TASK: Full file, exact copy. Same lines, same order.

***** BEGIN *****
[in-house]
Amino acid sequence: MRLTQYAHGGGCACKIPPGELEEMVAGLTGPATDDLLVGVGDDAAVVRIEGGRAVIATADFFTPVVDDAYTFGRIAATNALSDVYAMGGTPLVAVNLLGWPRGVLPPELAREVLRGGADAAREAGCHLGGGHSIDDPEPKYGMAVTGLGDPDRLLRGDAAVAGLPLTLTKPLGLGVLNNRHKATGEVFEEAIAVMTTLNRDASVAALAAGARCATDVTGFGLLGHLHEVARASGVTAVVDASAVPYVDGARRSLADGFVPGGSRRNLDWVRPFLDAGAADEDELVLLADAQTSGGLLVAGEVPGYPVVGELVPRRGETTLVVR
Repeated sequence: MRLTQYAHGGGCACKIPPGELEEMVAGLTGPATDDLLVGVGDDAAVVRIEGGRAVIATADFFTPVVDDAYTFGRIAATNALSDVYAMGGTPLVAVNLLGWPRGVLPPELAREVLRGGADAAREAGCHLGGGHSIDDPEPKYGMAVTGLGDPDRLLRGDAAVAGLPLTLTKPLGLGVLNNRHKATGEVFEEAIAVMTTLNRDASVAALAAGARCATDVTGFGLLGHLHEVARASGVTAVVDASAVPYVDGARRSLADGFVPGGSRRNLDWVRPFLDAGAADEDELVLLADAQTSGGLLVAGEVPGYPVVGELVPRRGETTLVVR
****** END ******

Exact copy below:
[in-house]
Amino acid sequence: MRLTQYAHGGGCACKIPPGELEEMVAGLTGPATDDLLVGVGDDAAVVRIEGGRAVIATADFFTPVVDDAYTFGRIAATNALSDVYAMGGTPLVAVNLLGWPRGVLPPELAREVLRGGADAAREAGCHLGGGHSIDDPEPKYGMAVTGLGDPDRLLRGDAAVAGLPLTLTKPLGLGVLNNRHKATGEVFEEAIAVMTTLNRDASVAALAAGARCATDVTGFGLLGHLHEVARASGVTAVVDASAVPYVDGARRSLADGFVPGGSRRNLDWVRPFLDAGAADEDELVLLADAQTSGGLLVAGEVPGYPVVGELVPRRGETTLVVR
Repeated sequence: MRLTQYAHGGGCACKIPPGELEEMVAGLTGPATDDLLVGVGDDAAVVRIEGGRAVIATADFFTPVVDDAYTFGRIAATNALSDVYAMGGTPLVAVNLLGWPRGVLPPELAREVLRGGADAAREAGCHLGGGHSIDDPEPKYGMAVTGLGDPDRLLRGDAAVAGLPLTLTKPLGLGVLNNRHKATGEVFEEAIAVMTTLNRDASVAALAAGARCATDVTGFGLLGHLHEVARASGVTAVVDASAVPYVDGARRSLADGFVPGGSRRNLDWVRPFLDAGAADEDELVLLADAQTSGGLLVAGEVPGYPVVGELVPRRGETTLVVR